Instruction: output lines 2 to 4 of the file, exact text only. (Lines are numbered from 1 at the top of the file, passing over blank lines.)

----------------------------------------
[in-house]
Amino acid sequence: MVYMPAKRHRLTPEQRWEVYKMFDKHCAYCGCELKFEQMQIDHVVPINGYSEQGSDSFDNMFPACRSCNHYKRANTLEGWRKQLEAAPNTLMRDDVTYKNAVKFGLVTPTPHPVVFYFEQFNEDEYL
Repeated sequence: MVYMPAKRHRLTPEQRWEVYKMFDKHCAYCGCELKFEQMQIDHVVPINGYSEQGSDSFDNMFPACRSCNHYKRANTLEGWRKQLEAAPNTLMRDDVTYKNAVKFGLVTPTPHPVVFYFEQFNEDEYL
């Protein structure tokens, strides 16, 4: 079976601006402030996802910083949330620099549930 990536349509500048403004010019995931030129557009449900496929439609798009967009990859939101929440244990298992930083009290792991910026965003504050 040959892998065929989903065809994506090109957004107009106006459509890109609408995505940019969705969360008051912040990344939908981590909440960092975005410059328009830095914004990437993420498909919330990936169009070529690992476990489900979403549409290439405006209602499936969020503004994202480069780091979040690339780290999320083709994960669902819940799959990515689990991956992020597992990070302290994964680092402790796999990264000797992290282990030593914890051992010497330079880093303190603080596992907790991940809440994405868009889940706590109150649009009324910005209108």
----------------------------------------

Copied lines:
Amino acid sequence: MVYMPAKRHRLTPEQRWEVYKMFDKHCAYCGCELKFEQMQIDHVVPINGYSEQGSDSFDNMFPACRSCNHYKRANTLEGWRKQLEAAPNTLMRDDVTYKNAVKFGLVTPTPHPVVFYFEQFNEDEYL
Repeated sequence: MVYMPAKRHRLTPEQRWEVYKMFDKHCAYCGCELKFEQMQIDHVVPINGYSEQGSDSFDNMFPACRSCNHYKRANTLEGWRKQLEAAPNTLMRDDVTYKNAVKFGLVTPTPHPVVFYFEQFNEDEYL
């Protein structure tokens, strides 16, 4: 079976601006402030996802910083949330620099549930 990536349509500048403004010019995931030129557009449900496929439609798009967009990859939101929440244990298992930083009290792991910026965003504050 040959892998065929989903065809994506090109957004107009106006459509890109609408995505940019969705969360008051912040990344939908981590909440960092975005410059328009830095914004990437993420498909919330990936169009070529690992476990489900979403549409290439405006209602499936969020503004994202480069780091979040690339780290999320083709994960669902819940799959990515689990991956992020597992990070302290994964680092402790796999990264000797992290282990030593914890051992010497330079880093303190603080596992907790991940809440994405868009889940706590109150649009009324910005209108």